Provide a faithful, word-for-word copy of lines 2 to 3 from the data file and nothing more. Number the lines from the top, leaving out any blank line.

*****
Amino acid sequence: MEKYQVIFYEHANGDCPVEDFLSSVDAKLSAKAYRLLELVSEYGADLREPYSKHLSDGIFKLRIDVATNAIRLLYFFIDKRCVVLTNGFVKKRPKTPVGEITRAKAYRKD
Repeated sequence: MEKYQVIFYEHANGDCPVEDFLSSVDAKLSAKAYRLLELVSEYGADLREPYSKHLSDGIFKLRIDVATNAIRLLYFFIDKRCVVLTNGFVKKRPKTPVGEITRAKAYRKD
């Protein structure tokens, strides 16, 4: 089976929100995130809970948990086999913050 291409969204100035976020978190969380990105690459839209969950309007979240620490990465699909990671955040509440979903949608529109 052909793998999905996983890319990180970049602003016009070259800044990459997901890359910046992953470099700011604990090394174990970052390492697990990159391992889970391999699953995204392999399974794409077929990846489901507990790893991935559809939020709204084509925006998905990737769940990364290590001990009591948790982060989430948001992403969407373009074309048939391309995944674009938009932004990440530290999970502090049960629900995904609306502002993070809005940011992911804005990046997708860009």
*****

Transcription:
Repeated sequence: MEKYQVIFYEHANGDCPVEDFLSSVDAKLSAKAYRLLELVSEYGADLREPYSKHLSDGIFKLRIDVATNAIRLLYFFIDKRCVVLTNGFVKKRPKTPVGEITRAKAYRKD
């Protein structure tokens, strides 16, 4: 089976929100995130809970948990086999913050 291409969204100035976020978190969380990105690459839209969950309007979240620490990465699909990671955040509440979903949608529109 052909793998999905996983890319990180970049602003016009070259800044990459997901890359910046992953470099700011604990090394174990970052390492697990990159391992889970391999699953995204392999399974794409077929990846489901507990790893991935559809939020709204084509925006998905990737769940990364290590001990009591948790982060989430948001992403969407373009074309048939391309995944674009938009932004990440530290999970502090049960629900995904609306502002993070809005940011992911804005990046997708860009």